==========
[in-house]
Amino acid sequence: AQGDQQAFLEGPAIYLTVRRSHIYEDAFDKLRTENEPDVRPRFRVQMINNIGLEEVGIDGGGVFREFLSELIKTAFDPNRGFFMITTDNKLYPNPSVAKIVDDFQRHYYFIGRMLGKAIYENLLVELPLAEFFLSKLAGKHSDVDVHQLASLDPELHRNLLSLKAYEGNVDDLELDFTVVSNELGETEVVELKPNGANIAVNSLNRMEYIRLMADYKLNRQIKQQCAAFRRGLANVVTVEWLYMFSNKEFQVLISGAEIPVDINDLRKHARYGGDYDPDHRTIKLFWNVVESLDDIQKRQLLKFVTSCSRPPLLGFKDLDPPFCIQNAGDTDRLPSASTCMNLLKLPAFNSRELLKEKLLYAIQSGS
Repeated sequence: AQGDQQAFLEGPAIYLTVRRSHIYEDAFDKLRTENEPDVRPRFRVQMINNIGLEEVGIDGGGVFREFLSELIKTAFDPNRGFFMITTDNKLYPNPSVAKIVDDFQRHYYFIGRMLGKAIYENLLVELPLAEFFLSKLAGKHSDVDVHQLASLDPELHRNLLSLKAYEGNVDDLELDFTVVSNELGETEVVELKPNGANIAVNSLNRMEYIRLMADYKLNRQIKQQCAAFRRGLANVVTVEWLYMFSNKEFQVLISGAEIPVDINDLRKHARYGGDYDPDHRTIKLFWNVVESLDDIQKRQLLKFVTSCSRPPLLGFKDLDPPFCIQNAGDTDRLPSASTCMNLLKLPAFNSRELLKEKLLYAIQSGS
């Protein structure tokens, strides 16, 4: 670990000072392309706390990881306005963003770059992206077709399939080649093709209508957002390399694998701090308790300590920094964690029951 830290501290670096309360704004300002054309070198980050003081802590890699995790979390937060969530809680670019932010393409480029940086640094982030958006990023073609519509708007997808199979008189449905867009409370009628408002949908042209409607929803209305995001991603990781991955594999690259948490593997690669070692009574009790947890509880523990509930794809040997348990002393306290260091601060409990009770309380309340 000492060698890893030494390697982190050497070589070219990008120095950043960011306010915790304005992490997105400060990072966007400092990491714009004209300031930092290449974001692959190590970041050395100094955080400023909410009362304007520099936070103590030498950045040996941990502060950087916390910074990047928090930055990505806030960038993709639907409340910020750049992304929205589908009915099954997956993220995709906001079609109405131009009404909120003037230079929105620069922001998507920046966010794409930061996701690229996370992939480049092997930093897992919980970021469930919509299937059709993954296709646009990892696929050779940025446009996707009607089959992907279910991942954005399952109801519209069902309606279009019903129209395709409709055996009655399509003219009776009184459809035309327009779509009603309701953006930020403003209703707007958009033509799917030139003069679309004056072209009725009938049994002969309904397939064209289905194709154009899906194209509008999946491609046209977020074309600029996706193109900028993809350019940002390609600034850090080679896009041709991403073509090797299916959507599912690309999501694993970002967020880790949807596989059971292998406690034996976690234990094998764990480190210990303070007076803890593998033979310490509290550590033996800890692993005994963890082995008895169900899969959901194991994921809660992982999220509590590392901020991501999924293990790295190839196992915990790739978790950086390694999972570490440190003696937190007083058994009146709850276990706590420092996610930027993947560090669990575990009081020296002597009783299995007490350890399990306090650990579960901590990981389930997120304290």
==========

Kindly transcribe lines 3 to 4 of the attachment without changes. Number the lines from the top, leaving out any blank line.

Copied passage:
Repeated sequence: AQGDQQAFLEGPAIYLTVRRSHIYEDAFDKLRTENEPDVRPRFRVQMINNIGLEEVGIDGGGVFREFLSELIKTAFDPNRGFFMITTDNKLYPNPSVAKIVDDFQRHYYFIGRMLGKAIYENLLVELPLAEFFLSKLAGKHSDVDVHQLASLDPELHRNLLSLKAYEGNVDDLELDFTVVSNELGETEVVELKPNGANIAVNSLNRMEYIRLMADYKLNRQIKQQCAAFRRGLANVVTVEWLYMFSNKEFQVLISGAEIPVDINDLRKHARYGGDYDPDHRTIKLFWNVVESLDDIQKRQLLKFVTSCSRPPLLGFKDLDPPFCIQNAGDTDRLPSASTCMNLLKLPAFNSRELLKEKLLYAIQSGS
């Protein structure tokens, strides 16, 4: 670990000072392309706390990881306005963003770059992206077709399939080649093709209508957002390399694998701090308790300590920094964690029951 830290501290670096309360704004300002054309070198980050003081802590890699995790979390937060969530809680670019932010393409480029940086640094982030958006990023073609519509708007997808199979008189449905867009409370009628408002949908042209409607929803209305995001991603990781991955594999690259948490593997690669070692009574009790947890509880523990509930794809040997348990002393306290260091601060409990009770309380309340 000492060698890893030494390697982190050497070589070219990008120095950043960011306010915790304005992490997105400060990072966007400092990491714009004209300031930092290449974001692959190590970041050395100094955080400023909410009362304007520099936070103590030498950045040996941990502060950087916390910074990047928090930055990505806030960038993709639907409340910020750049992304929205589908009915099954997956993220995709906001079609109405131009009404909120003037230079929105620069922001998507920046966010794409930061996701690229996370992939480049092997930093897992919980970021469930919509299937059709993954296709646009990892696929050779940025446009996707009607089959992907279910991942954005399952109801519209069902309606279009019903129209395709409709055996009655399509003219009776009184459809035309327009779509009603309701953006930020403003209703707007958009033509799917030139003069679309004056072209009725009938049994002969309904397939064209289905194709154009899906194209509008999946491609046209977020074309600029996706193109900028993809350019940002390609600034850090080679896009041709991403073509090797299916959507599912690309999501694993970002967020880790949807596989059971292998406690034996976690234990094998764990480190210990303070007076803890593998033979310490509290550590033996800890692993005994963890082995008895169900899969959901194991994921809660992982999220509590590392901020991501999924293990790295190839196992915990790739978790950086390694999972570490440190003696937190007083058994009146709850276990706590420092996610930027993947560090669990575990009081020296002597009783299995007490350890399990306090650990579960901590990981389930997120304290």